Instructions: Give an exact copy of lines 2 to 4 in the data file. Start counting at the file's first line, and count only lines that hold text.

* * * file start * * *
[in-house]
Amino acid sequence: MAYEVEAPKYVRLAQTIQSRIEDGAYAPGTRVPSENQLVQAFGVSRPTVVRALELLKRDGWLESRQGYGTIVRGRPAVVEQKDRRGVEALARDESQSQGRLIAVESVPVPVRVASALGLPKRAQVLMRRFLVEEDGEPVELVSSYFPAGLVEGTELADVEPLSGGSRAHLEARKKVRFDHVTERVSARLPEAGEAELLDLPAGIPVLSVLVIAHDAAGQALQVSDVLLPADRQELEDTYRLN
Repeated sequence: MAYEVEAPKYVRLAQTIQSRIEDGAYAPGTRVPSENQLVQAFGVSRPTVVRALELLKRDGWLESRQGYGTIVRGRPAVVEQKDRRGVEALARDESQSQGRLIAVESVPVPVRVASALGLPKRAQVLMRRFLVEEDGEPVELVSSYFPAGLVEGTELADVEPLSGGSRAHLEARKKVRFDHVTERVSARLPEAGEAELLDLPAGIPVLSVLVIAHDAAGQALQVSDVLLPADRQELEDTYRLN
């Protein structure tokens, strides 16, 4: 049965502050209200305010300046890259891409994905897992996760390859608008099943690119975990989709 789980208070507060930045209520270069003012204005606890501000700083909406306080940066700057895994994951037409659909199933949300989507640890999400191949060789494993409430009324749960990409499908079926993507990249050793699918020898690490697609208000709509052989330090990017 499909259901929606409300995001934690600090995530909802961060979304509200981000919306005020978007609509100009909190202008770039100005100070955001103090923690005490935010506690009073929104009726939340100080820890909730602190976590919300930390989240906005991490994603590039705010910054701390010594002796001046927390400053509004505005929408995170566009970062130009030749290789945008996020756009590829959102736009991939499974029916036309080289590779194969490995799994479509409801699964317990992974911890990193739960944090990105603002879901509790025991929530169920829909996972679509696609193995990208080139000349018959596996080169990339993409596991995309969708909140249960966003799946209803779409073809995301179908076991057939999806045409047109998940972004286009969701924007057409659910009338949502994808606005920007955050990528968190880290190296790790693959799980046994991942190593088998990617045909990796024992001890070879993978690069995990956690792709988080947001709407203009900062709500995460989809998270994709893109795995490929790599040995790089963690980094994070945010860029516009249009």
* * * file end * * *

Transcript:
Amino acid sequence: MAYEVEAPKYVRLAQTIQSRIEDGAYAPGTRVPSENQLVQAFGVSRPTVVRALELLKRDGWLESRQGYGTIVRGRPAVVEQKDRRGVEALARDESQSQGRLIAVESVPVPVRVASALGLPKRAQVLMRRFLVEEDGEPVELVSSYFPAGLVEGTELADVEPLSGGSRAHLEARKKVRFDHVTERVSARLPEAGEAELLDLPAGIPVLSVLVIAHDAAGQALQVSDVLLPADRQELEDTYRLN
Repeated sequence: MAYEVEAPKYVRLAQTIQSRIEDGAYAPGTRVPSENQLVQAFGVSRPTVVRALELLKRDGWLESRQGYGTIVRGRPAVVEQKDRRGVEALARDESQSQGRLIAVESVPVPVRVASALGLPKRAQVLMRRFLVEEDGEPVELVSSYFPAGLVEGTELADVEPLSGGSRAHLEARKKVRFDHVTERVSARLPEAGEAELLDLPAGIPVLSVLVIAHDAAGQALQVSDVLLPADRQELEDTYRLN
């Protein structure tokens, strides 16, 4: 049965502050209200305010300046890259891409994905897992996760390859608008099943690119975990989709 789980208070507060930045209520270069003012204005606890501000700083909406306080940066700057895994994951037409659909199933949300989507640890999400191949060789494993409430009324749960990409499908079926993507990249050793699918020898690490697609208000709509052989330090990017 499909259901929606409300995001934690600090995530909802961060979304509200981000919306005020978007609509100009909190202008770039100005100070955001103090923690005490935010506690009073929104009726939340100080820890909730602190976590919300930390989240906005991490994603590039705010910054701390010594002796001046927390400053509004505005929408995170566009970062130009030749290789945008996020756009590829959102736009991939499974029916036309080289590779194969490995799994479509409801699964317990992974911890990193739960944090990105603002879901509790025991929530169920829909996972679509696609193995990208080139000349018959596996080169990339993409596991995309969708909140249960966003799946209803779409073809995301179908076991057939999806045409047109998940972004286009969701924007057409659910009338949502994808606005920007955050990528968190880290190296790790693959799980046994991942190593088998990617045909990796024992001890070879993978690069995990956690792709988080947001709407203009900062709500995460989809998270994709893109795995490929790599040995790089963690980094994070945010860029516009249009």